Employers have a warning for out-of-work individuals who are not applying for jobs: Get ready for automation. Companies that have reopened their establishments and looking to add bodies to their storefront counters, kitchens, dining rooms, offices, and factories are struggling to find people to fill these positions. Whether it is because of generous federal unemployment benefits or people are searching for something better, businesses are not sitting around, twiddling their thumbs, and waiting for folks to grace employers with their presence. Instead, makers of burgers, surgical tools, and coffee machines are automating their workforces faster than Dr. Anthony Fauci appearing on MSNBC and warning about the droplets of new COVID variants.
Burgers, Fries, and Robots
Before the COVID-19 public health crisis, a growing number of fast-food chains were experimenting with the automated experience, requiring very little human interaction. Companies wanted to mitigate the government-mandated higher minimum wage, sacrificing human employees. But now that these fast-food juggernauts cannot find enough workers to perform routine tasks, such as taking orders and flipping burgers, they are intensifying their automated push.
McDonald’s restaurants are testing robots in their kitchens to dunk chicken nuggets, fish patties, and fries into the hot oil. The home of the Golden Arch is also experimenting with voice-activated order-taking at drive-thru windows. These efforts are in addition to the widespread self-order kiosks and mobile payment technology. McDonald’s CEO Chris Kempczinski recently told a Wall Street conference:
“We have over the last several years spent a lot of money that shows up in the G&A line, looking at better ways to automate the kitchen. And this is could we do automated fryers, could you do automated grills. I mean let’s push the envelope on how you can go with automation.”
Competitors are joining the action, too. Wendy’s has escalated its self-serve kiosk installations. Dunkin’ Donuts is testing an Alexa-style system. Domino’s is running nationwide tests for a self-driving delivery vehicle called Nuro. Even the independent chains are testing automation. Lee’s Famous Recipe Chicken, an Ohio fast-food chain, has implemented an automated voice system to take orders. CaliBurger has installed Flippy, a robot that can flip 2,000 burgers each day, in a couple of its California stores.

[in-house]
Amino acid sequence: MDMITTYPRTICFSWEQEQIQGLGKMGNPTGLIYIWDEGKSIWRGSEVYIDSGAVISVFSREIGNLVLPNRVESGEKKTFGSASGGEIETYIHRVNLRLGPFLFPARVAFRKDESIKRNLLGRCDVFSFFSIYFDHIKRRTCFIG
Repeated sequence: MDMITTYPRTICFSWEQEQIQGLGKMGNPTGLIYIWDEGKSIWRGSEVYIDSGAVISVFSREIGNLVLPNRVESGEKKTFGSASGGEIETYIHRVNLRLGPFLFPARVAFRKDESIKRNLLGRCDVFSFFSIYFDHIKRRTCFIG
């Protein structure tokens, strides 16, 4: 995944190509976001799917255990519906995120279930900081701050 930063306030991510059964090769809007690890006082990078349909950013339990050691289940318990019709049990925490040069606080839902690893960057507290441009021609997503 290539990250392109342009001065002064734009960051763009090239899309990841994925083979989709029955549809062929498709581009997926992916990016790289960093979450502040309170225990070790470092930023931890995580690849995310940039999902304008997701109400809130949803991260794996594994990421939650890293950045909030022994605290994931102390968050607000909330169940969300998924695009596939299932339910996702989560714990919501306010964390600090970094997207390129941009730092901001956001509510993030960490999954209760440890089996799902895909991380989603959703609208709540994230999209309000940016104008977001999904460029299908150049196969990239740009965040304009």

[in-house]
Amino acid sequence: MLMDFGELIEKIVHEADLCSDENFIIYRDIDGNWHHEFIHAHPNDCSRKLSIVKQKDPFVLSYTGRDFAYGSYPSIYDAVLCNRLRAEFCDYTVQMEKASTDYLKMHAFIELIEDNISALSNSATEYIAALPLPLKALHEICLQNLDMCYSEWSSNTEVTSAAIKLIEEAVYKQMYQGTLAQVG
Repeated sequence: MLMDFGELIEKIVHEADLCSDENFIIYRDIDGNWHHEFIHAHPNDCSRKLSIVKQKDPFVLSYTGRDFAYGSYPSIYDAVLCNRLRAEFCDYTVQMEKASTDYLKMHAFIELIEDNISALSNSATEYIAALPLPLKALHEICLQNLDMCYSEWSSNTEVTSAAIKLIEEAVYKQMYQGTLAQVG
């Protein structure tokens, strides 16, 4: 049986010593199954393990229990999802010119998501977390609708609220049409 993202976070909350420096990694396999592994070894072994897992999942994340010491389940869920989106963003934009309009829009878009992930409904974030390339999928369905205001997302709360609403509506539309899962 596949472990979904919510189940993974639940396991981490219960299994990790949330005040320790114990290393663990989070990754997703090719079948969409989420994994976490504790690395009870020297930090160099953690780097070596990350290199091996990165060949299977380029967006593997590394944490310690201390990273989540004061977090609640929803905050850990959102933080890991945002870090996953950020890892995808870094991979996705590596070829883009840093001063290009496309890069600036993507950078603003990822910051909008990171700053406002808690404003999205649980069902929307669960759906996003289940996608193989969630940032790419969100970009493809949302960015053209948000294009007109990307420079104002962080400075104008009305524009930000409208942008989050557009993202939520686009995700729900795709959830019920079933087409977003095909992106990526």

Robots Bring Their Lunchboxes
But while the food sector is garnering all the headlines, the manufacturing industry is accelerating its artificial intelligence push. Because manufacturing is enduring a labor shortage – at home and abroad – factories attempt to reverse lower productivity trends and staffing issues by automating. Despite the enormous one-time and upfront costs of installing robotics, manufacturers are willing to eat the investment to resolve their compounding problems.
For example, FedEx brought in four robots as part of a pilot project in a Tennessee unit to transfer small packages from bins to conveyor belts for sorting.
Rockwell Automation, an industrial automation solutions provider, reported growth of 6% for the fiscal year, adding that orders significantly increased in November and December. But the firm does not believe robots will fully replace workers. Blake Moret, chairman and CEO, told NBC News that it would be a two-pronged approach.
“The most competitive industrial enterprise combines advanced tech with a workforce comfortable with interacting with that tech and is valued for uniquely human attributes like decision-making skills. If you combine a skilled and engaged workforce with advanced tech, you make a more successful company that can do more, hire more people, and profitably engage in new lines of business.”
Overall, there was a dramatic surge in orders for factory robots throughout the pandemic. According to the Association for Advancing Automation, companies purchased nearly 10,000 robots in the fourth quarter of 2020, up 64% from the same time in the previous year. From North America to Asia, organizations specializing in automobiles, consumer goods, plastics and rubber, and life sciences led the demand push.
Liberty Nation has reported the increasing evidence that the federal government’s sweetened $300-a-week pandemic benefits contributed to the considerable number of Americans refusing to return to the labor market. As a result, despite the improving economic recovery, millions of people remain without work, some by choice. This trend has prompted businesses to adapt to the evolving environment by embracing automation, installing robots, and testing other advanced technologies that complement or replace the human workforce. Still, mandated wage floors, market distortions, and public health restrictions have made it clear that the state has quickened automating the office space. If Skynet eventually enslaves humans and rules the world, blame the government.
Read more from Andrew Moran.